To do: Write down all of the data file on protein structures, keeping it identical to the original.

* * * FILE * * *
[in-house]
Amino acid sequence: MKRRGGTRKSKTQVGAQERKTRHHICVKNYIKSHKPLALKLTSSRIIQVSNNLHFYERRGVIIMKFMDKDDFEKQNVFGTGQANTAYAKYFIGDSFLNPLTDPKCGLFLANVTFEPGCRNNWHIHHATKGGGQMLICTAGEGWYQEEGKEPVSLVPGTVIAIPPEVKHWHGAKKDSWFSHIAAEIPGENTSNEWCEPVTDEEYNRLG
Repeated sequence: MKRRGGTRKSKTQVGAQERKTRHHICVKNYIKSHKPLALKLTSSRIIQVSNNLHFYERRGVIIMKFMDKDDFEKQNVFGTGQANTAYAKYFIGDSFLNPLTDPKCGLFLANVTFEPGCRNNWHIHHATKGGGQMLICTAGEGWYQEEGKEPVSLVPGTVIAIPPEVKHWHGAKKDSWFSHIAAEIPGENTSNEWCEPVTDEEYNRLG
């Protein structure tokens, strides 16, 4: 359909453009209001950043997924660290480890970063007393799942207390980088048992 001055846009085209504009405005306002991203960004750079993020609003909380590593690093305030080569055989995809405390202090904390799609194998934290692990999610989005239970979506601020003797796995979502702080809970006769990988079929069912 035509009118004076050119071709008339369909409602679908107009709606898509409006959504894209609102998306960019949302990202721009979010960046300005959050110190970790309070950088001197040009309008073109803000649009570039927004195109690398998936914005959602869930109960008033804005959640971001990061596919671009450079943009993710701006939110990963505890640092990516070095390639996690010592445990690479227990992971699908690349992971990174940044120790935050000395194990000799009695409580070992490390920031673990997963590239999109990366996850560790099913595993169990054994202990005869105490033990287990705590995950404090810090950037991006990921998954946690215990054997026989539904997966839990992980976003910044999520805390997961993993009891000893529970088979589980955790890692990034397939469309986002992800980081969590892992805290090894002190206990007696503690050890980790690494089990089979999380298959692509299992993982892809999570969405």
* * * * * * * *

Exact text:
[in-house]
Amino acid sequence: MKRRGGTRKSKTQVGAQERKTRHHICVKNYIKSHKPLALKLTSSRIIQVSNNLHFYERRGVIIMKFMDKDDFEKQNVFGTGQANTAYAKYFIGDSFLNPLTDPKCGLFLANVTFEPGCRNNWHIHHATKGGGQMLICTAGEGWYQEEGKEPVSLVPGTVIAIPPEVKHWHGAKKDSWFSHIAAEIPGENTSNEWCEPVTDEEYNRLG
Repeated sequence: MKRRGGTRKSKTQVGAQERKTRHHICVKNYIKSHKPLALKLTSSRIIQVSNNLHFYERRGVIIMKFMDKDDFEKQNVFGTGQANTAYAKYFIGDSFLNPLTDPKCGLFLANVTFEPGCRNNWHIHHATKGGGQMLICTAGEGWYQEEGKEPVSLVPGTVIAIPPEVKHWHGAKKDSWFSHIAAEIPGENTSNEWCEPVTDEEYNRLG
């Protein structure tokens, strides 16, 4: 359909453009209001950043997924660290480890970063007393799942207390980088048992 001055846009085209504009405005306002991203960004750079993020609003909380590593690093305030080569055989995809405390202090904390799609194998934290692990999610989005239970979506601020003797796995979502702080809970006769990988079929069912 035509009118004076050119071709008339369909409602679908107009709606898509409006959504894209609102998306960019949302990202721009979010960046300005959050110190970790309070950088001197040009309008073109803000649009570039927004195109690398998936914005959602869930109960008033804005959640971001990061596919671009450079943009993710701006939110990963505890640092990516070095390639996690010592445990690479227990992971699908690349992971990174940044120790935050000395194990000799009695409580070992490390920031673990997963590239999109990366996850560790099913595993169990054994202990005869105490033990287990705590995950404090810090950037991006990921998954946690215990054997026989539904997966839990992980976003910044999520805390997961993993009891000893529970088979589980955790890692990034397939469309986002992800980081969590892992805290090894002190206990007696503690050890980790690494089990089979999380298959692509299992993982892809999570969405």